A little research, and I found this novel, which I am now going to have to read:
Book review: Saving the World by Julia Alvarez
by Margot Harrison (03/29/06).
"In 1804, a Spanish army surgeon named Francisco Xavier Balmis set sail across the Atlantic on the ship Maria Pita. With him were 22 male orphans, two of whom carried the precious smallpox vaccine in lesions on their arms. The rest of the boys were to form the human chain of carriers needed, in this pre-refrigeration era, to bring the inoculation against a deadly plague to Puerto Rico, Mexico, South America and even the Philippines and China. At a time when the ravages of smallpox were familiar to all, Balmis could easily be forgiven for believing that he was "saving the world."
Balmis' expedition earned him a place in history. But what of the orphan boys who actually carried the vaccine? And what of the lone woman in the expedition, Isabel the orphanage rectoress? How did it feel to be drawn along by the tidal wave of Balmis' intensely altruistic -- and egotistical -- ambition?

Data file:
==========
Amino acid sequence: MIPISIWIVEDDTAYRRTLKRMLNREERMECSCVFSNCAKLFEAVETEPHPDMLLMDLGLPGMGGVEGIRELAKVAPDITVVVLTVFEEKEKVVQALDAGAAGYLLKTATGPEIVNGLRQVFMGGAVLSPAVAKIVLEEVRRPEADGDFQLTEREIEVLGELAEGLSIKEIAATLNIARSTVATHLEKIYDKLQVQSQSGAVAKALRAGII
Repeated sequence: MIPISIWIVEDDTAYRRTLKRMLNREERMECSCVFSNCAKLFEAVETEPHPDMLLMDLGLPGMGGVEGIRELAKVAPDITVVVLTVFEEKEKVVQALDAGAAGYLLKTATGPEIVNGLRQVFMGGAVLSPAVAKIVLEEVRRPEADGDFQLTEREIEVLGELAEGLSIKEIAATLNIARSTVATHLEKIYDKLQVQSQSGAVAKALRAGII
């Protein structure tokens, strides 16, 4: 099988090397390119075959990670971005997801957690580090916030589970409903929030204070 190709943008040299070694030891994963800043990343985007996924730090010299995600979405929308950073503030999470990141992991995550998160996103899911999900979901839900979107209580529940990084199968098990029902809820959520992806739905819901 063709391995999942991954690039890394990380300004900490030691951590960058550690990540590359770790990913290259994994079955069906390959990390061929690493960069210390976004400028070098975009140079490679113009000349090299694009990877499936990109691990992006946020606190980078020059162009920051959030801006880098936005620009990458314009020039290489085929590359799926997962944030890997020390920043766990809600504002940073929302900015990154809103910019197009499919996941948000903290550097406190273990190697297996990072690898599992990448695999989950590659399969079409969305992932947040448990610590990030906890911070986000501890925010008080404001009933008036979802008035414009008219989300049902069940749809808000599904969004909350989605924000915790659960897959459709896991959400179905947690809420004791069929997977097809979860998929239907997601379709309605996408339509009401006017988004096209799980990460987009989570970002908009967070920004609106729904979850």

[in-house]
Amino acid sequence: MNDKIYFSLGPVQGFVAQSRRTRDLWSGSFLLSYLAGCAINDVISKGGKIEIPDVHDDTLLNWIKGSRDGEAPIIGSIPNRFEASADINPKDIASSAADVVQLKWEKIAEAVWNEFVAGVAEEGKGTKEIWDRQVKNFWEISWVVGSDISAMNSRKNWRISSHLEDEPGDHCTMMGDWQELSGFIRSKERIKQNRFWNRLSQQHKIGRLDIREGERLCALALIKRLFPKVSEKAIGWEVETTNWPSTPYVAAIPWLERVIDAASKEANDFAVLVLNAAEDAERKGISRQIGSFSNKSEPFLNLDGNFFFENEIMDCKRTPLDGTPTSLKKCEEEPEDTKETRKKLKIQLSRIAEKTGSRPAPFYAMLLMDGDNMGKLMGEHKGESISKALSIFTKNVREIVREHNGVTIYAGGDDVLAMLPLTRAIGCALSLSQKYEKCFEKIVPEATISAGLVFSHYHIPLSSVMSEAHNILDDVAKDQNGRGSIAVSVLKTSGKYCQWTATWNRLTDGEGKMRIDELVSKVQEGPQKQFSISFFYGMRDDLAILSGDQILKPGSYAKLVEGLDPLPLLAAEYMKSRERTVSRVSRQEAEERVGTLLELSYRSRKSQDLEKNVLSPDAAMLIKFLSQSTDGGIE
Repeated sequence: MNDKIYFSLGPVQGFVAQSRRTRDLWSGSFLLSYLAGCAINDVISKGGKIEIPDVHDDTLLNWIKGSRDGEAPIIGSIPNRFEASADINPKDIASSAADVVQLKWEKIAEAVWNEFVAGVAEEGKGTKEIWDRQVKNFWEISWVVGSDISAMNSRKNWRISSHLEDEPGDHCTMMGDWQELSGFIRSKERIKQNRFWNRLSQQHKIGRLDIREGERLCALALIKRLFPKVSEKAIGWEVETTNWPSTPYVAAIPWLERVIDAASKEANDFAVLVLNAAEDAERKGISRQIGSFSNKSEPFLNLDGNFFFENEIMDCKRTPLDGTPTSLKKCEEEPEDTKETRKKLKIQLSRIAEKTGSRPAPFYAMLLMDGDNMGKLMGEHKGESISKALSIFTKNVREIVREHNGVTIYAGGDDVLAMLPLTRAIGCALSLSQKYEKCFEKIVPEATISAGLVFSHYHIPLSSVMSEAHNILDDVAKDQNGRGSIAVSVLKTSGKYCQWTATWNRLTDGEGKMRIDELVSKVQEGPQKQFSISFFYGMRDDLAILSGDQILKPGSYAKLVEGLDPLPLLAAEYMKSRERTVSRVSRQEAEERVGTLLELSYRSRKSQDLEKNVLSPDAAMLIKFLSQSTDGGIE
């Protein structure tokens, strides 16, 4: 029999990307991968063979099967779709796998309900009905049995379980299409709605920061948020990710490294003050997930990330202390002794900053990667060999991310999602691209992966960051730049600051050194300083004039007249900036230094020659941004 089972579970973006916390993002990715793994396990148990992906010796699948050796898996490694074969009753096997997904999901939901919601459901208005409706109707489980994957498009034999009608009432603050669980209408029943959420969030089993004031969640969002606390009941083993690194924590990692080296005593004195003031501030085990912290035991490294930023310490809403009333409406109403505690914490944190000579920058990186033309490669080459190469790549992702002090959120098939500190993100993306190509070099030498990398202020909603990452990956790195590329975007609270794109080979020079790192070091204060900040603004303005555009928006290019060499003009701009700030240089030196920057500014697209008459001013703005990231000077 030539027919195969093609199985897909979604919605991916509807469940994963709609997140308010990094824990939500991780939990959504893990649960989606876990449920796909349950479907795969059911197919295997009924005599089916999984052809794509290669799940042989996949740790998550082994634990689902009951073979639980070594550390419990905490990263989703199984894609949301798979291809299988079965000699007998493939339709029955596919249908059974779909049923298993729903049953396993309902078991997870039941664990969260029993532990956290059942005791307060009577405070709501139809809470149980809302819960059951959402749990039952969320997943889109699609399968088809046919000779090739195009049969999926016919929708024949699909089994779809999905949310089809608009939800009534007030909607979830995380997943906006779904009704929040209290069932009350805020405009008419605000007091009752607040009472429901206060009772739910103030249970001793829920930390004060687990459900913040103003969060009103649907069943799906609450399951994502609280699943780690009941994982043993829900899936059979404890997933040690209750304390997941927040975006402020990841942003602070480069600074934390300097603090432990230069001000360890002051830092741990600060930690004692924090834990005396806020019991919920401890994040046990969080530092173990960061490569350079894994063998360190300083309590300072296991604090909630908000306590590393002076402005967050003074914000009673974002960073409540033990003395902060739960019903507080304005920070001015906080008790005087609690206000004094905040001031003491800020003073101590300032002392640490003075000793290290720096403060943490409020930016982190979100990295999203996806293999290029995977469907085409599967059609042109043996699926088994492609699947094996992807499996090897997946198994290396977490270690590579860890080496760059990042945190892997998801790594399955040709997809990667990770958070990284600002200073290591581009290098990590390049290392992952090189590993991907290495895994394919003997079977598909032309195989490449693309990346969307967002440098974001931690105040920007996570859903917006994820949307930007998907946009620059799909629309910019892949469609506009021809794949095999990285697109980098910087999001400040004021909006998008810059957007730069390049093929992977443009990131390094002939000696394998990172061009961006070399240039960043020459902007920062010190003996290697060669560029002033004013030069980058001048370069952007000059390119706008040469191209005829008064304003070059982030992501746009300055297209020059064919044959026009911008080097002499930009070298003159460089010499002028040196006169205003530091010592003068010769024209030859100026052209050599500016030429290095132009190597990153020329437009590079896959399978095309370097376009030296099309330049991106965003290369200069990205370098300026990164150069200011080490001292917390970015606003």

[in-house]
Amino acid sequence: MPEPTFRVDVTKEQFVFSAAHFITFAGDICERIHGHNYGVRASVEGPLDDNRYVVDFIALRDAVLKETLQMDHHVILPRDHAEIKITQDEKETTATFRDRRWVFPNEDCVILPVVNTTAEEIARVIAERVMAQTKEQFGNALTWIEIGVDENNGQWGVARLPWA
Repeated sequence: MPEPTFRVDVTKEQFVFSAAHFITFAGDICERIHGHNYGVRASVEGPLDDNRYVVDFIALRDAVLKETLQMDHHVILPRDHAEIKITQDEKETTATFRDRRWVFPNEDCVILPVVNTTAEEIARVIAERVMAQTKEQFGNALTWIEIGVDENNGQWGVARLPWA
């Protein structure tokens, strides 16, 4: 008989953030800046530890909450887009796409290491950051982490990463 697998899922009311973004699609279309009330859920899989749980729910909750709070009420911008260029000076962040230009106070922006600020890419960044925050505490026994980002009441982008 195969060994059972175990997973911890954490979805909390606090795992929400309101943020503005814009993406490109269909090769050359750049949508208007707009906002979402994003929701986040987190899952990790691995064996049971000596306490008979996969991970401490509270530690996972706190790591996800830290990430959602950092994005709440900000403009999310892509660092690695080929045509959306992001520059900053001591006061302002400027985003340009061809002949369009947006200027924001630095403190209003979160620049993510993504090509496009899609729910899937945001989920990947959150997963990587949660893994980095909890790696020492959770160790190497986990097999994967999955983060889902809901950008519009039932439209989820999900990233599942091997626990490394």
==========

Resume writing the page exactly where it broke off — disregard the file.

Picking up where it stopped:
That question is the germ of Saving the World, from the best-selling Middlebury author Julia Alvarez. The complex plot of her fifth novel is almost as ambitious as Balmis' expedition, which actually functions for Alvarez as a story within a story. The novel's framing and dominant narrative, set in present day, allows the author to draw parallels between AIDS and smallpox; between Balmis and modern do-gooders whose motives may be mixed. Confronting a world where "Every good [is] threaded through with, at best, dubious goods," Alvarez asks us, "What does it mean not to lose faith with what is grand?"" Read the rest of the review here.